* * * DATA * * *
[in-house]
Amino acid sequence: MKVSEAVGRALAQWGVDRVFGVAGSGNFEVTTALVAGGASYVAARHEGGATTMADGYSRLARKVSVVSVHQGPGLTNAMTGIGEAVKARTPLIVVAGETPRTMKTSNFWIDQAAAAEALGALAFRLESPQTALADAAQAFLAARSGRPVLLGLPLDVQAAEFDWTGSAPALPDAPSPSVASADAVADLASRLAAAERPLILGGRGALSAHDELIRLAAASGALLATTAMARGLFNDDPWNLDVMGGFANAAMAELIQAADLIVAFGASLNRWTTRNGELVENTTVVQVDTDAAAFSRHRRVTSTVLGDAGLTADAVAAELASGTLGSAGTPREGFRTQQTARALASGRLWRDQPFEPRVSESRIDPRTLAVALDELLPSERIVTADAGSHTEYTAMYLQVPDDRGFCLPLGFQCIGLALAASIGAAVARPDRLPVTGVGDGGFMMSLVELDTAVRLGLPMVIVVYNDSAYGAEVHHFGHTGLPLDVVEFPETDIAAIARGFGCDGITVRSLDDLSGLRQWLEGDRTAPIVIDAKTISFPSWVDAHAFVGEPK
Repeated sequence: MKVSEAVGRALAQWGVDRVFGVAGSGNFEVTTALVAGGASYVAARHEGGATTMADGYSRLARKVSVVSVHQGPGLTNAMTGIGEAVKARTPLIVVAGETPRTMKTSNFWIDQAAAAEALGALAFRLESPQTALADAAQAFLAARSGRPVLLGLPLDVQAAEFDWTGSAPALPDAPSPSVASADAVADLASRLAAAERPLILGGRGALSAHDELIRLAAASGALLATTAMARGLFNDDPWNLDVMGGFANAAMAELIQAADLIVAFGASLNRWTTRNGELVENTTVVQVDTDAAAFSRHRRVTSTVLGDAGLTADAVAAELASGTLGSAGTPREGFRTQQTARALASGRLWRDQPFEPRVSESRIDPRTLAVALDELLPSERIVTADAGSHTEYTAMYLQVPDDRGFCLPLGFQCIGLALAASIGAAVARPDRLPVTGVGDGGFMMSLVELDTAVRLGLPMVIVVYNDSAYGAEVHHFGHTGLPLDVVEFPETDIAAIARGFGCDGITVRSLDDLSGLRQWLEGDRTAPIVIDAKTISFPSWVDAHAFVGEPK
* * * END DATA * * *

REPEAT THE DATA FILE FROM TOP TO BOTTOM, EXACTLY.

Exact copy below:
[in-house]
Amino acid sequence: MKVSEAVGRALAQWGVDRVFGVAGSGNFEVTTALVAGGASYVAARHEGGATTMADGYSRLARKVSVVSVHQGPGLTNAMTGIGEAVKARTPLIVVAGETPRTMKTSNFWIDQAAAAEALGALAFRLESPQTALADAAQAFLAARSGRPVLLGLPLDVQAAEFDWTGSAPALPDAPSPSVASADAVADLASRLAAAERPLILGGRGALSAHDELIRLAAASGALLATTAMARGLFNDDPWNLDVMGGFANAAMAELIQAADLIVAFGASLNRWTTRNGELVENTTVVQVDTDAAAFSRHRRVTSTVLGDAGLTADAVAAELASGTLGSAGTPREGFRTQQTARALASGRLWRDQPFEPRVSESRIDPRTLAVALDELLPSERIVTADAGSHTEYTAMYLQVPDDRGFCLPLGFQCIGLALAASIGAAVARPDRLPVTGVGDGGFMMSLVELDTAVRLGLPMVIVVYNDSAYGAEVHHFGHTGLPLDVVEFPETDIAAIARGFGCDGITVRSLDDLSGLRQWLEGDRTAPIVIDAKTISFPSWVDAHAFVGEPK
Repeated sequence: MKVSEAVGRALAQWGVDRVFGVAGSGNFEVTTALVAGGASYVAARHEGGATTMADGYSRLARKVSVVSVHQGPGLTNAMTGIGEAVKARTPLIVVAGETPRTMKTSNFWIDQAAAAEALGALAFRLESPQTALADAAQAFLAARSGRPVLLGLPLDVQAAEFDWTGSAPALPDAPSPSVASADAVADLASRLAAAERPLILGGRGALSAHDELIRLAAASGALLATTAMARGLFNDDPWNLDVMGGFANAAMAELIQAADLIVAFGASLNRWTTRNGELVENTTVVQVDTDAAAFSRHRRVTSTVLGDAGLTADAVAAELASGTLGSAGTPREGFRTQQTARALASGRLWRDQPFEPRVSESRIDPRTLAVALDELLPSERIVTADAGSHTEYTAMYLQVPDDRGFCLPLGFQCIGLALAASIGAAVARPDRLPVTGVGDGGFMMSLVELDTAVRLGLPMVIVVYNDSAYGAEVHHFGHTGLPLDVVEFPETDIAAIARGFGCDGITVRSLDDLSGLRQWLEGDRTAPIVIDAKTISFPSWVDAHAFVGEPK